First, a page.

From Tears to Smiles on the Amazon



Thanks to Nanci Scherl

March 25, 2014 at 1:10 am Leave a comment

VN Trip Report- Cho Ray Hospital, Ho Chi Minh City, Vietnam

Surgical Volunteers International has completed their fourth surgical mission to Cho Ray Hospital in Ho Chi Minh City, Vietnam. We were invited to the hospital by DR Doan Dao the director of the hospital burn unit and Dr Nguyen Son the hospital director. The volunteers came from all over the US but we also had two from India.

CRH is a 2,800-bed referral hospital and serves patients from all the provinceŐs in South Vietnam and also receives some patients from Cambodia as well. The burn center is the only unit in the South of Vietnam and is extremely busy. They always have a full unit with upwards of 70 burn patients.

We arrived at the on Saturday June 22, 2013. 80 patients waiting to be screened for surgery greeted us. All the patients were past patients at the center and had debilitating contractures. After all the patients were screened we identified 33 of the patients that we felt could most benefit for a surgical procedure. I have a list of about 20 patients that we would like to do on our next trip.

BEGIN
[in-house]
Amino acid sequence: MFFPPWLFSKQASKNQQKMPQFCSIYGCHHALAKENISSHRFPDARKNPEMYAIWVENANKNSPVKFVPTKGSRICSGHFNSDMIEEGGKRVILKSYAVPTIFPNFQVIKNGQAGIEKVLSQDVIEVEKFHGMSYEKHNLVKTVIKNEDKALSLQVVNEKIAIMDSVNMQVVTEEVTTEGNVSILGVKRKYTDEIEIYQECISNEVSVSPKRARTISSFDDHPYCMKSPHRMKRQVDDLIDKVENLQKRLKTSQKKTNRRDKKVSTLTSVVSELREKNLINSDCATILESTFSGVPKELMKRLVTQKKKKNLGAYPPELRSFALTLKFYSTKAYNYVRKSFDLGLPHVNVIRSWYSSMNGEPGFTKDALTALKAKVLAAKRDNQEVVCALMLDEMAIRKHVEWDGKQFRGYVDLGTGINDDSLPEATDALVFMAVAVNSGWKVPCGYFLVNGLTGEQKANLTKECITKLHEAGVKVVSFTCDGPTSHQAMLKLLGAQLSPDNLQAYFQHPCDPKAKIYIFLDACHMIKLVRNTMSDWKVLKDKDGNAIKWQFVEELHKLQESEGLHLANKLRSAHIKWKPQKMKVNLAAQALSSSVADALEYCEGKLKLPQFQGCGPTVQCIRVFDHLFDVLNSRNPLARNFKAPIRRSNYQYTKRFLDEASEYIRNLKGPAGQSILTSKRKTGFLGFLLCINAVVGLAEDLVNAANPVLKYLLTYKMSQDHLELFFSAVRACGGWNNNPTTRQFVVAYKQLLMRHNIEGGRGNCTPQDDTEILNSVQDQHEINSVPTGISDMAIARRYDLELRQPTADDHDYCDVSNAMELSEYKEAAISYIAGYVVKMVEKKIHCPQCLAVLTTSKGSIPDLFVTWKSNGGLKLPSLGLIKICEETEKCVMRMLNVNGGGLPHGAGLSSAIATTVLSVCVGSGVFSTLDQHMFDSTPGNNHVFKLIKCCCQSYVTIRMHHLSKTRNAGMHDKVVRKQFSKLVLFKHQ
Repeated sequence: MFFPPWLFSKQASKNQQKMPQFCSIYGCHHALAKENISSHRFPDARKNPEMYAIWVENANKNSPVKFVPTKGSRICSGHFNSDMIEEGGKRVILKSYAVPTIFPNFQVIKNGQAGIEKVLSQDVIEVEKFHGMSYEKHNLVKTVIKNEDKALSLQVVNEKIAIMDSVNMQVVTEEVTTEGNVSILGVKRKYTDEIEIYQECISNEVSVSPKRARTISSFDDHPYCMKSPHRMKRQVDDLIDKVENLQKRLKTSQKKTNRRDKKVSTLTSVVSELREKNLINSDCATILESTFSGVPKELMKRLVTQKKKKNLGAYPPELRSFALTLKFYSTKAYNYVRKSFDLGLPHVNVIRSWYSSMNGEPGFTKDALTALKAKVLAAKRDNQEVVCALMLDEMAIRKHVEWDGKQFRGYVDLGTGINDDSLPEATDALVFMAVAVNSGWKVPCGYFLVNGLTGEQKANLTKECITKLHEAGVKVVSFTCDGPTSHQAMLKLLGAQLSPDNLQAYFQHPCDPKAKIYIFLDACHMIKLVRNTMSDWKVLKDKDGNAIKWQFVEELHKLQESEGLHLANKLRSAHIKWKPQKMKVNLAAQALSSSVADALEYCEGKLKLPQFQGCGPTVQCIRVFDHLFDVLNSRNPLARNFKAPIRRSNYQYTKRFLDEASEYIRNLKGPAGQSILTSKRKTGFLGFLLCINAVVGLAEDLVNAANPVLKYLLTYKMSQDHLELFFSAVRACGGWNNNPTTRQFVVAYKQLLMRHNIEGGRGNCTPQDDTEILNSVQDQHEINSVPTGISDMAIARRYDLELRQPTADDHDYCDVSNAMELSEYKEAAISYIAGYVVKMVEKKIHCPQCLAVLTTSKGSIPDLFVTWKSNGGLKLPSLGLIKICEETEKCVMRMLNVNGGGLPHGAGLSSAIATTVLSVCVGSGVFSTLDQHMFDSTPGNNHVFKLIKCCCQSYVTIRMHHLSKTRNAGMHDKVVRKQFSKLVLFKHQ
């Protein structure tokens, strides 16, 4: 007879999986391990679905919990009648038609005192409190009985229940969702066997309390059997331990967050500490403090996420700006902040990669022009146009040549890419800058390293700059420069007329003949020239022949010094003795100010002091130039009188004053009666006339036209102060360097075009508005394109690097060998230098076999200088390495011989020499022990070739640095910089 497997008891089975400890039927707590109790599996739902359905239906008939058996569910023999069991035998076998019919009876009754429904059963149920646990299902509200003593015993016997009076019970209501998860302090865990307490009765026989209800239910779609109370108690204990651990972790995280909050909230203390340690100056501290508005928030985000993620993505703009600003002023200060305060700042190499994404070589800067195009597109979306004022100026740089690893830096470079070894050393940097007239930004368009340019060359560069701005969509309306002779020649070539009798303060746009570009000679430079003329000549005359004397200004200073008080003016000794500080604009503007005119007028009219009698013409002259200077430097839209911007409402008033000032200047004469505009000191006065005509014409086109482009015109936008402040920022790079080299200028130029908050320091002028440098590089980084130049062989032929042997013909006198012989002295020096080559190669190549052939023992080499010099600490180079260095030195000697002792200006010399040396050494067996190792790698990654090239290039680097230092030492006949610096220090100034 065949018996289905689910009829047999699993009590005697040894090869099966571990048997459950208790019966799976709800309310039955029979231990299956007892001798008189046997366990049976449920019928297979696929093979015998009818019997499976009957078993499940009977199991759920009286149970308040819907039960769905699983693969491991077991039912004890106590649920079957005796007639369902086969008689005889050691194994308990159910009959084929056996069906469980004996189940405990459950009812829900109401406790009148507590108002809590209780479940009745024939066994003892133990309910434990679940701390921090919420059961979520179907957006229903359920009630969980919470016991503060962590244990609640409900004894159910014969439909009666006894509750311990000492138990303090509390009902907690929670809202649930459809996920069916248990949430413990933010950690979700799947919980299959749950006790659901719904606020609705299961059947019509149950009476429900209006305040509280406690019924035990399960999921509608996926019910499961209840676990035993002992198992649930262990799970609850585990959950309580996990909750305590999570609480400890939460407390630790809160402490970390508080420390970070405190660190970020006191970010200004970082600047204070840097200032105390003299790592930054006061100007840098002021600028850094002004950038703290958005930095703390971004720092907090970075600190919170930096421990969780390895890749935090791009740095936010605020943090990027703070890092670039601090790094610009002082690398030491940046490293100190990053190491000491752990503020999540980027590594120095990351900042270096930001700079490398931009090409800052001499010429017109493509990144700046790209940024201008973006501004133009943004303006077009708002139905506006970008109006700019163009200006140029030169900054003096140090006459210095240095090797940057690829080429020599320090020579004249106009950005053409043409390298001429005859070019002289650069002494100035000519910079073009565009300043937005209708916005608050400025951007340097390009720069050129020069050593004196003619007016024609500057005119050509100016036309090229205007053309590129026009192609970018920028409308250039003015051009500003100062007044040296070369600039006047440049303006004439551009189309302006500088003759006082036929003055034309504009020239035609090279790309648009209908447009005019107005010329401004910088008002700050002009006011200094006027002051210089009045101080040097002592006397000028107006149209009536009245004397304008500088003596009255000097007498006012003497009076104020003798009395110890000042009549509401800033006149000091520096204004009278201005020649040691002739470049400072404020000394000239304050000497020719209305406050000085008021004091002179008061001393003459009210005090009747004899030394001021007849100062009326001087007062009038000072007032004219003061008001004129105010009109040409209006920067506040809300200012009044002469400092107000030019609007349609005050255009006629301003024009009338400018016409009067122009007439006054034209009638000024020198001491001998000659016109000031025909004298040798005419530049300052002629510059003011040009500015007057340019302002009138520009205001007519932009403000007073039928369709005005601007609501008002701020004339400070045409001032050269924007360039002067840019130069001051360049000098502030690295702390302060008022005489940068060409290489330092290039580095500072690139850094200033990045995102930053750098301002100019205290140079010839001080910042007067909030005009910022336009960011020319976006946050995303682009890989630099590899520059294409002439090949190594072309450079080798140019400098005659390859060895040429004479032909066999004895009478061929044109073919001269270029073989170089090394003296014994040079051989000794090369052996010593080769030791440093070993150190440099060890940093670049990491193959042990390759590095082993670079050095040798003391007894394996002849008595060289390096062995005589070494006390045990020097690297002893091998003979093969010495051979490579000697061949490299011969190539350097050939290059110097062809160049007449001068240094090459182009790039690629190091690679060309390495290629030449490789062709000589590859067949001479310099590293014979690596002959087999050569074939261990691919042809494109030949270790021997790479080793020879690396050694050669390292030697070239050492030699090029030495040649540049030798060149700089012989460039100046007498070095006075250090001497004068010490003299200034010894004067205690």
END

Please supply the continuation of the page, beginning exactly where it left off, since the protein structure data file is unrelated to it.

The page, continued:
On Sunday most of the team went on a tour of the Mekong Delta region. They departed at 8 AM and returned at 5 PM. The trip not only provided a tour of the countryside it allows the volunteers to get out of the hustle and bustle of HCM.

Surgery began early on Monday morning and proceeded until early Friday afternoon. We were able to provide surgical treatment to 33 patients. Lots of Full thickness skin grafts. All the patients did well.

During the week I was invited to visit a hospital in Bien Hoa Province. They are going to open a burn center there and will be sending nurses and doctors to Cho Ray Hospital for training. They have requested that SVI brings a team there next year.